Glutie Foodie

Adventures of a Gluten-Free Gal Dining Out


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Night Crawling

As an epicurean with celiac, I’m like the kid left out of the sandbox when it comes to culinary adventures. I dream to participate in chef tastings, secret supper clubs and the newest trend, underground restaurants with no menu, all challenging experiences when one has a severe “allergy”. But one foodie venture is capitalizing on the rise of celiac and gluten-sensitive diners by offering a gluten-free experience not to be missed. Dishcrawl was founded in 2010 in San Jose, CA, and now has chapters in numerous cities throughout the country. It hosts ticketed progressive dinners that take participants to four restaurants for four different dishes over a three hour period. The DC chapter, led by ambassador Qui-Juan Jones, organizes themed crawls in various neighborhoods around the District and surrounding areas, to acquaint a group of strangers both to each other and to the many sides of DC’s gourmet kitchens. Last week’s first ever gluten-free DC Dishcrawl in Barracks Row attracted 17 hungry individuals on all spectrums of the gluten-free diet (strict observers, occasional subscribers, and loyal supporters). I couldn’t wait to mingle with fellow gluties on a mystery food tour of Capital Hill.

The Chesapeake Room     Spoons_THREE_76x25
We began our journey at the The Chesapeake Room, a small, casual restaurant with an interior dominated by a long narrow bar, a couple of horseshoe leather booths, and a few high tops. A large outdoor patio offers more seating, but certainly not on this scorching hot DC summer evening. The bar brought in a selection of Omission Beers and Angry Orchard Cider just for the occasion and are considering keeping one gluten-free bottle option on the menu. We were served our first dish by the executive chef who explained that their American/French/Italian fusion menu offers several gluten-free options. Our plates, winning for best presentation of the night, included a trio of tastings starting with a seared scallop over a fava bean and mushroom risotto. While the scallop was over-salted it was nicely seared to produce a caramelized surface while retaining its soft interior. In the middle of the plate was a scoop of crab salad on a slice of raw tomato with an avocado dressing (adapted from the menu’s fried-green tomato version). A sprinkling of greens added texture to the mayo-heavy yet fresh tasting crab. The final element was a watermelon gazpacho, a refreshing choice for the heatwave we were in. The addition of orange juice to the recipe pushed the chilled soup too far on the sweet spectrum. But overall the variety of flavors between all three items and the well portioned plate made for a successful first stop.

The Chesapeake Room: Seared scallops over mushroom risotto, crab stack, and watermelon gazpacho

The Chesapeake Room: Seared scallops over fava bean and mushroom risotto, crab stack, and watermelon gazpacho


Pacifico Cantina
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For our next dish, the group crossed 8th Street SE to Pacifico Cantina for some Tex-Mex flare. We were greeted by festive Mexican decor and music and servers ready to take our margarita and mojito orders. Fresh guacamole was served family style at our table, accompanied by salsa and corn tortilla chips fried separately from anything glutenous. The guac was heavy on the salt, but the salsa had just my speed of heat. We were then served a cup of shrimp ceviche with jicama, corn, tomato, cilantro and cucumber over a touch of spring greens served with a few chips (not a regular menu item). Around me my fellow diners started reaching for liquid relief from the spice. I seemed to get a mild batch that was well balanced and tasty. Our plates were cleared and we prepared to move on when surprisingly another fleet of dishes headed our way…then turned on its heels and disappeared. The manager embarrassingly explained that the kitchen accidentally prepared a chicken taco on a flour tortilla, this after his speech on how gluten-free friendly Pacifico Cantina is. The staff quickly rebounded and soon delivered a soft corn tortilla topped with chopped chicken, pico de gallo, salsa verde and cilantro. The double layered tortilla was crispy on the outside, chewy on the inside, and folded nicely over the slightly overcooked yet flavorful chicken. We walked away stuffed after that plentiful sampling of average tasting Tex-Mex. Overall, Pacifico Cantina is a fun spot to sip on sweet drinks and nosh on addictive tortilla chips.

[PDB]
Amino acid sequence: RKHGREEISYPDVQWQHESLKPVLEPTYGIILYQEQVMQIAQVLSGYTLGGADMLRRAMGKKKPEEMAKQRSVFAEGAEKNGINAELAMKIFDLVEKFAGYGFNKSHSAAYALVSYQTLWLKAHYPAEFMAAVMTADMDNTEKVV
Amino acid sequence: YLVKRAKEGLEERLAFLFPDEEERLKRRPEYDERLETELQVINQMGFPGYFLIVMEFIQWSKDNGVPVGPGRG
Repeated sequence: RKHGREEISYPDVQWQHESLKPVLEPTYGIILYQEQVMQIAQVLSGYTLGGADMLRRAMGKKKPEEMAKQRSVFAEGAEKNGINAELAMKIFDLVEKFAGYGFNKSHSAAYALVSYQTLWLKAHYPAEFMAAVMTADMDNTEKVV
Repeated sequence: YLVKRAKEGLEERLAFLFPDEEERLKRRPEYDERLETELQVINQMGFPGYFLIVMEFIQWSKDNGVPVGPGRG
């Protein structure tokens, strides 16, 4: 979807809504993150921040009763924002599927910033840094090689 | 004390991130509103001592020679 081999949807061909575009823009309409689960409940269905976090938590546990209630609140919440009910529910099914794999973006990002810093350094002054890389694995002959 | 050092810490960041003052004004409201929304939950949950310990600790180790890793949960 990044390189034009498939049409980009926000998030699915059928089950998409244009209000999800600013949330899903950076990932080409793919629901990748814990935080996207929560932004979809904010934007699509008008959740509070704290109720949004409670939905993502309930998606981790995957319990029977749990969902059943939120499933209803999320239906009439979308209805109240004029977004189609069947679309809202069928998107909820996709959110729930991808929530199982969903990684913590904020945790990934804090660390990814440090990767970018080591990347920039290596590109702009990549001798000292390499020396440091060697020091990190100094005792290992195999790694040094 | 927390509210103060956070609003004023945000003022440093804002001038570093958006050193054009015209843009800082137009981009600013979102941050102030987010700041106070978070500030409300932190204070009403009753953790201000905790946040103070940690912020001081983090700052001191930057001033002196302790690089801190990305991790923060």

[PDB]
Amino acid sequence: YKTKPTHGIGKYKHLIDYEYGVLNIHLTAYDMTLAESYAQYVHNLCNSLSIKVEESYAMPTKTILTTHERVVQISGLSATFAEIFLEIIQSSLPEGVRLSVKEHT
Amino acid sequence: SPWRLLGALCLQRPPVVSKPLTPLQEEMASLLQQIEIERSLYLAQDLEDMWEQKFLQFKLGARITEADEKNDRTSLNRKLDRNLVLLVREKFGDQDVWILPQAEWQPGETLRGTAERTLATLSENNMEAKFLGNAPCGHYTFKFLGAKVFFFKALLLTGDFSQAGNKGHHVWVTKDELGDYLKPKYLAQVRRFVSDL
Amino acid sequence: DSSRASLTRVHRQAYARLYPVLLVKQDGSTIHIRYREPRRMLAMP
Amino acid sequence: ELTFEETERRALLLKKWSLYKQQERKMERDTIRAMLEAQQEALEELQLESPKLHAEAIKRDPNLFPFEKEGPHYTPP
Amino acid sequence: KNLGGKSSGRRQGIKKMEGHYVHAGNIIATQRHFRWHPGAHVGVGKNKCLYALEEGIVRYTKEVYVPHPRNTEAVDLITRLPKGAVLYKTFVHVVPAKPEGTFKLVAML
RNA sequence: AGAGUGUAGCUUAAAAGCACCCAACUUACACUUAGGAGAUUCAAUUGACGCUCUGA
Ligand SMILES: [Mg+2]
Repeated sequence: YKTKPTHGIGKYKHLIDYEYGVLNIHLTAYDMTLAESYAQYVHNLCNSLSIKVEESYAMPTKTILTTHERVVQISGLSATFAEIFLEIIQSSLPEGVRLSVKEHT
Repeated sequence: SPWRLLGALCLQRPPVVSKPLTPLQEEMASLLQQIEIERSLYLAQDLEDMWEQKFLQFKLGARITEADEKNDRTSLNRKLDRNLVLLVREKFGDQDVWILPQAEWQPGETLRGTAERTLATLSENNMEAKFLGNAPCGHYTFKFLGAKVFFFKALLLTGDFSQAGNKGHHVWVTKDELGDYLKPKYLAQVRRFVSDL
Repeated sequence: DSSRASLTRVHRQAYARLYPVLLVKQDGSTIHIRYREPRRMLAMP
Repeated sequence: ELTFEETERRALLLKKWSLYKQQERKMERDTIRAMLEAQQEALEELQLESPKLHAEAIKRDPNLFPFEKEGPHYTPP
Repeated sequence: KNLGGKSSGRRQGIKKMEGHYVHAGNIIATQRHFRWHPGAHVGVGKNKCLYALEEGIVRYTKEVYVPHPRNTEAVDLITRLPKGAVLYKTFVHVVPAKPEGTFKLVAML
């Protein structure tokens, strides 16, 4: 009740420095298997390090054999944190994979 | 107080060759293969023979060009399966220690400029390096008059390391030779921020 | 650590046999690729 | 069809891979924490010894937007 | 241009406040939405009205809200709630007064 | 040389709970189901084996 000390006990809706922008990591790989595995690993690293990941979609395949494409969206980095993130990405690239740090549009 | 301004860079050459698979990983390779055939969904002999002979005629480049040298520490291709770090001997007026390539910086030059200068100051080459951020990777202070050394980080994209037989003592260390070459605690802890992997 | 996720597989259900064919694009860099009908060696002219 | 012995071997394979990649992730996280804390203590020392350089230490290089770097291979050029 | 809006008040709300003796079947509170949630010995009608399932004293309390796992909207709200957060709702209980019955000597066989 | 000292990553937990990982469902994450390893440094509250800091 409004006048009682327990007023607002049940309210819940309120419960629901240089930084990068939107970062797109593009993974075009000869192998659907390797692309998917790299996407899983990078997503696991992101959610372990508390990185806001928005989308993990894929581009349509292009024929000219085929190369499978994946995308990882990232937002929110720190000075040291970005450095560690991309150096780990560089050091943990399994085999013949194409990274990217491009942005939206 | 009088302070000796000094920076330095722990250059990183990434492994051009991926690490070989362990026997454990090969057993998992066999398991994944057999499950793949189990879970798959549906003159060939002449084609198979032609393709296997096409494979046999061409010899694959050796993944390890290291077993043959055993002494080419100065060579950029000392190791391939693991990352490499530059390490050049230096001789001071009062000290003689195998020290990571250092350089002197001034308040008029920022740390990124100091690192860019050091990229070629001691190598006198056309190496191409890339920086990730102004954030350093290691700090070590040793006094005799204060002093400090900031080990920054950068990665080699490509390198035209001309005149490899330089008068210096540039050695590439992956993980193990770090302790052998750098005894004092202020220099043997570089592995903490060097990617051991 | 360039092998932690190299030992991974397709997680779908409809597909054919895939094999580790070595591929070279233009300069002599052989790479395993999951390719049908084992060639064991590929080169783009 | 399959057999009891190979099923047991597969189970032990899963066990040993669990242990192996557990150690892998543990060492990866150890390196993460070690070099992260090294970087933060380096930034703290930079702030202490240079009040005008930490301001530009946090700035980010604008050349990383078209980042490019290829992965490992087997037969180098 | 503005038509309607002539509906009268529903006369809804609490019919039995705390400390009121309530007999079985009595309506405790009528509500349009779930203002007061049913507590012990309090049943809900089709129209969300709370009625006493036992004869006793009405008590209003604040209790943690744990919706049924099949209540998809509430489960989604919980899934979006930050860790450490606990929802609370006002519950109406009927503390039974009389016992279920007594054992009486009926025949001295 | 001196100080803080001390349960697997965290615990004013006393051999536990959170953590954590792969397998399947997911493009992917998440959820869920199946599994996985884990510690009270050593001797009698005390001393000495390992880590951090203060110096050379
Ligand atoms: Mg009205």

Pacifico Cantina: Chips and guacamole, shrimp ceviche, and chicken taco

Pacifico Cantina: Chips and guacamole, shrimp ceviche, and chicken taco


Cafe 8
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We hobbled just a couple of doors down from Pacifico Cantina to our third location, Cafe 8, which offers unpretentious Turkish/Greek cuisine in an authentic, Mediterranean atmosphere. Unfortunately the air conditioner was having technical difficulties, but we filed into the bar area and were served cold water on the spot. Plates soon arrived with plentiful helpings of shaved doner meat over white long grain rice, covered with tomato sauce. The meat heavy dish made up for its unrefined appearance with its rich, salty flavor (notice a trend?) and tender consistency. The kebab is made in-house with 80% lean beef and 20% lamb that marinates for days in milk and spices before being pitched on the spit. The dish was a crowd pleaser, even given our full stomachs. I forced myself to stop after a few bites for fear of impending button popping. Cafe 8 offers a number of gluten-free options, as is often the case with Mediterranean menus. The quaint restaurant’s low key, eccentric vibe and quality, reasonably priced food tempts me to return for another try on a cooler night. Pleasing carnivorous Mr. Green Bean will be the true test.